Monday, 3 December 2012

For the record, neither of us spat-up on the judge (despite what the remarks section says)

I went to another Bronze show and again entered the W/T classes, with very similar results - scores hovering around 60%, no ribbons, and lots of comments relating to steadiness in contact.

The second judge actually said in remarks "nice horse, but fusses with head.  Ride more forward for better contact"

And there you have it.  Dressage in a nutshell.  Thanks judge.  I will get on that.

Reading this years later, the "fussy" part still bugs me, partly because I can envision from my days of scribing the sighs and bored annoyance on the part of the judge that probably accompanied the comment.  Oh, for the love of god.  Another chompy-chomps-a-lot horse poking around the dressage court.  Kill me now.

I know, dear judge, I know. Watching 10 walk trot classes really is dull.  But I said it before, I will say it again - Curmudgeon family credo.."if it was fun, they wouldn't call it work", and last I checked, judges get paid. A young horse that is imperfect in the contact is not "fussy".  It is learning.  It is your job to be able to identify this, and put some sort of non-negative, yet not entirely positive spin on the deal.

Fussy implies having some sort of a meltdown, maybe spewing foamy cream coloured milk vomit on the shoulder of a well-meaning aunt, or parents leaving a party early because all of the other guests want to kill them and their wailing baby and are secretly wondering why they didn't spring for a sitter like the rest of them.

Forcing a judge to watch a bit-chomping 3 year old is more on par with suffering through a niece's really bad piano or dance recital (this coming from a woman who once forced her relatives to watch  a chunky young Curmudgeon perform the"Parade of the Pink Elephants" tap dancing recital, while wearing a hood with big ears and a Hannibal Lecter type mask thing with a trunk crafted out of the hose from a 1950's hair dryer, and a pink leotard).  They will either get better at the whole affair and progress, eventually getting lucrative jobs as uhh..."dancers"...or they won't, and will be stuck doing boring office jobs with the rest of us.  Just like horses.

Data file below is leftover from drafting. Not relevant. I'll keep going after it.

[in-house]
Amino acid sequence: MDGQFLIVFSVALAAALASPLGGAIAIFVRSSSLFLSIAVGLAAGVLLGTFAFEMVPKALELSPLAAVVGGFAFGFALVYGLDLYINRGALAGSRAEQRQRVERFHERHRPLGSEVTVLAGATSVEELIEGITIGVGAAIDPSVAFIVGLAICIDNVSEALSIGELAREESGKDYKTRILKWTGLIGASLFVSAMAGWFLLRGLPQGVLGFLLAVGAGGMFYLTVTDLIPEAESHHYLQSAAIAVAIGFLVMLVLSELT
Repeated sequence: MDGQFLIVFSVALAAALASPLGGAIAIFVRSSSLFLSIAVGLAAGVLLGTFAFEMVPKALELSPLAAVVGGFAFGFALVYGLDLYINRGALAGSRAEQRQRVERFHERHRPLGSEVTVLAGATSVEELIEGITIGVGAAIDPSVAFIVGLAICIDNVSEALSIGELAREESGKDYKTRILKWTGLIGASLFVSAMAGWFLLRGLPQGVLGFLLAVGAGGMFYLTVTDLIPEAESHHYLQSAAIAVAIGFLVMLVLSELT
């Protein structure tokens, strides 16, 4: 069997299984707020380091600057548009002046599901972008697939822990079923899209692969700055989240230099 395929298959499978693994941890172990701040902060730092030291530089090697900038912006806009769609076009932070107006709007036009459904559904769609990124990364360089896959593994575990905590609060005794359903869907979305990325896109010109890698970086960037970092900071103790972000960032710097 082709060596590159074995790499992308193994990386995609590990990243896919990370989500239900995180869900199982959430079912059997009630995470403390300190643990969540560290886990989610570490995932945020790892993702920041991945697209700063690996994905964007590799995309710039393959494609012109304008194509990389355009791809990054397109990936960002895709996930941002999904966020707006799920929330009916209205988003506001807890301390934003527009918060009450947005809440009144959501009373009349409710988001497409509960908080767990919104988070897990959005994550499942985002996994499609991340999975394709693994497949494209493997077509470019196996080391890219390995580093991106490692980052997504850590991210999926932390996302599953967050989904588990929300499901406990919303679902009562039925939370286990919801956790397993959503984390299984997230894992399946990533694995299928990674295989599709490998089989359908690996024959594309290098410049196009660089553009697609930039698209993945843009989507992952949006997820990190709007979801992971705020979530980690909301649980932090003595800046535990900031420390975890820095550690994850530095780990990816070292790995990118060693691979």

I do totally agree with the comment regarding "riding more forward", however.

The problem is, "riding more forward" on a young horse, "energizing" their gaits, keeping them "swinging", while at the same time "up and open", "slightly in front of the vertical", and "supple over the back" (all comments to come on later tests at training level) is a horrifically difficult feat.

One easy solution is - draw reins.  Voila.  Head is steady.  And you can put your leg on and drive the horse as forward as you would like, because with all of the extra control the draw reins offer, you can stop even the most freight train inspired horses you might encounter.

The other is - put them really deep, really round, and then put your leg on.  Forward, swinging, supple, overtempo.  Voila, once again.

Another would be - outfuss them.  Start sawing on their face and really jerking your hands around.  "Set her back", "Release" in the words of the time machine schoolmaster coach.  I have witnessed her in the show ring several times now, yanking and flapping during her warm-up tour, and I must say, when she does eventually enter the ring and stop, her horses seem to be just so relieved that the party is over in their mouth they do keep their heads fairly still.

Or, lastly, as hinted at by Lauren - you could just ignore it and keep on riding well and learning and improving, until one day with enough good time under saddle, it goes away.

Don't expect the judges to go for this one though.  I can hear the tongue clicks and deep inhales already.


  1. Ooh, now I can't wait to see what comments I get on my four year old this summer. Hopefully they don't remark on the poor fellow's resemblance to an ostrich-- he's still filling out!

  2. Yeah... You're making me think about taking the pro route with my coming two-year-old and keeping him hidden at home until he's ready for PSG :)

  3. Thank you for this! My mare is infamous for her "unsteady head" in dressage tests, we do just ignore it as it's usually her losing her balance for a moment and popping her head up in response. Ahhh Greenies....